The Miracle Worker

Springville’s Villa Playhouse Theatre has put together an impressive production of Williams Gibson’s “The Miracle Worker,” with director Kathleen Nutt’s innovations doing much to keep the play fresh and alive.

Nutt has added angels to the story — pretty young girls who follow the protagonists around, helping them at times and comforting the family at other times.

There is also a great deal of peaceful music between scenes, adding to the overall tranquil tone of the play.

None of these additions are intrusive; rather, they add a deep feeling of hopefulness and earnestness.

Not that the play needs much embellishment. It’s based on the true story of Helen Keller (Breanne DeFreese), rendered blind and deaf by a childhood illness, and Annie Sullivan (Rebecca Connerley), the woman who taught her to communicate.

It’s a drama that is fascinating to watch, particularly in the scenes where Annie tries to make Helen understand that the symbols she’s been drawing on her hand actually mean something, that everything has a name. One gets a profound sense of the frustration the entire family must feel.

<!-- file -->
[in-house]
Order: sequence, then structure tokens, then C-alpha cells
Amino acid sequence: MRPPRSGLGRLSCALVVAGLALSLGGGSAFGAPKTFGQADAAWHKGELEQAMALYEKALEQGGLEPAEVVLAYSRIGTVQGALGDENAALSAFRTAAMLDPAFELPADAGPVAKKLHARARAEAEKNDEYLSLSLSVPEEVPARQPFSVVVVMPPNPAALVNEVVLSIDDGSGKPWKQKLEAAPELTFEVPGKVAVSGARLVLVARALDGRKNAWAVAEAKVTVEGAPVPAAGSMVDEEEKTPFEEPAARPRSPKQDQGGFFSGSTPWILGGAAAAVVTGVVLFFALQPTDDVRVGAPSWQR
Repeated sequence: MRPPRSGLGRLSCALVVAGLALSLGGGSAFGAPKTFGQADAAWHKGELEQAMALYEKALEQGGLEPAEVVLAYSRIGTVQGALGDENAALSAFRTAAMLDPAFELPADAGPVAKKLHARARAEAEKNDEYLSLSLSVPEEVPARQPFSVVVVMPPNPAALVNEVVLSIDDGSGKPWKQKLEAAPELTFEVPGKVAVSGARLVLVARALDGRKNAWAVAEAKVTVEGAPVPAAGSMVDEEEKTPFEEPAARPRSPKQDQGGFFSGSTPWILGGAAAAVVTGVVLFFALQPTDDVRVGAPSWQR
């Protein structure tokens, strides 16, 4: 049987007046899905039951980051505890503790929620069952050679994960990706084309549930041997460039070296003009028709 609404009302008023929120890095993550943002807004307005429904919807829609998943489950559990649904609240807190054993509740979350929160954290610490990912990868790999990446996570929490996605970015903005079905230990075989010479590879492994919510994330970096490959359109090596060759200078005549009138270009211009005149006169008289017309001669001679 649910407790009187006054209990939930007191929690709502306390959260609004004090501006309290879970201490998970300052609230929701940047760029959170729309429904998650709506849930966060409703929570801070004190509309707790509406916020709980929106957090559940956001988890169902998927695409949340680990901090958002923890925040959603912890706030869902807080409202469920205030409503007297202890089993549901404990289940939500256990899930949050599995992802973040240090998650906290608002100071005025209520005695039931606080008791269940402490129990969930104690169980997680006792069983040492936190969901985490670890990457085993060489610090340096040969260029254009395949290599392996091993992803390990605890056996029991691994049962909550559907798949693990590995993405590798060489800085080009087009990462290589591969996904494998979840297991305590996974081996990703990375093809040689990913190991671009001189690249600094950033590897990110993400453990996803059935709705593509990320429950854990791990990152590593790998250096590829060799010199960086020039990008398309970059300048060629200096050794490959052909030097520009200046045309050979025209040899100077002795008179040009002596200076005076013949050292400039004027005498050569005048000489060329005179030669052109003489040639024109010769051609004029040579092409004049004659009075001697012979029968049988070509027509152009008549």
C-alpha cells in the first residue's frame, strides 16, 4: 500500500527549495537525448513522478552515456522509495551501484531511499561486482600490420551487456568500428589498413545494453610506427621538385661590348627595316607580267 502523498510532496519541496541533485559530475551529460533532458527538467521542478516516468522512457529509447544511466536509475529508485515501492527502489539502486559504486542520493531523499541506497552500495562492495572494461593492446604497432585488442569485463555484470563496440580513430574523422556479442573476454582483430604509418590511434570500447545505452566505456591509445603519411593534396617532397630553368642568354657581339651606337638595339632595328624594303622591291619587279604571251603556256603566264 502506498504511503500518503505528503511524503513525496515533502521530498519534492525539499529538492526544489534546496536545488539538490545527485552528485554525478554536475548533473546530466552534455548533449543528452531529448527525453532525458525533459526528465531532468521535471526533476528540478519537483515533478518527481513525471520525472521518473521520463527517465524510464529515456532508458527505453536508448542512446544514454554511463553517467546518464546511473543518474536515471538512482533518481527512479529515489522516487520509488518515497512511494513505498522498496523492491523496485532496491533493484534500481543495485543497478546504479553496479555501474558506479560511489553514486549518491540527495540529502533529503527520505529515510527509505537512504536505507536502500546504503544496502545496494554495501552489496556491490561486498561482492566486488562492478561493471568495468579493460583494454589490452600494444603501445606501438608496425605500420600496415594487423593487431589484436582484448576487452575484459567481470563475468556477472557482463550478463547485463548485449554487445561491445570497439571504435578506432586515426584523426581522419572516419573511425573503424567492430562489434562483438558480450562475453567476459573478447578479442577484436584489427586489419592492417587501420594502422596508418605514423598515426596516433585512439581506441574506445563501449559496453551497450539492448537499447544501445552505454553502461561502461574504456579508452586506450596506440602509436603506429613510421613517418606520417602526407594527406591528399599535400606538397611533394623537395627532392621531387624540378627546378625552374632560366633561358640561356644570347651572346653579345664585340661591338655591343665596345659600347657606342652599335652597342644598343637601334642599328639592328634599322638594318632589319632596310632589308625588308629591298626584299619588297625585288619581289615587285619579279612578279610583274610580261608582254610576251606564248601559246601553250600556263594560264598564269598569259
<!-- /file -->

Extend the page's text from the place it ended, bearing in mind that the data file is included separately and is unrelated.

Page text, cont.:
Robinne Booth is sympathetic as Mrs. Keller, a woman who loves her daughter but doesn’t know how to reach her. David Haenlein, as her proud, dictatorial husband, functions on one level, yelling everything with a Southern accent and punctuating most lines with a sharp jab of his finger. His scenes become tiresome as he rants and rails like some kind of demented Foghorn Leghorn character.

Connerley and DeFreese as Annie and Helen carry the show, though. Connerley’s strength and determination make Annie an incredible female role model, and the young DeFreese — even though she has no spoken lines — conveys a bright young girl who is trapped in a world she doesn’t understand.

The ending is dramatic and wonderfully satisfying. Even though history tells us that Annie would eventually succeed in getting through to Helen, it is no less sweet when we see it happen.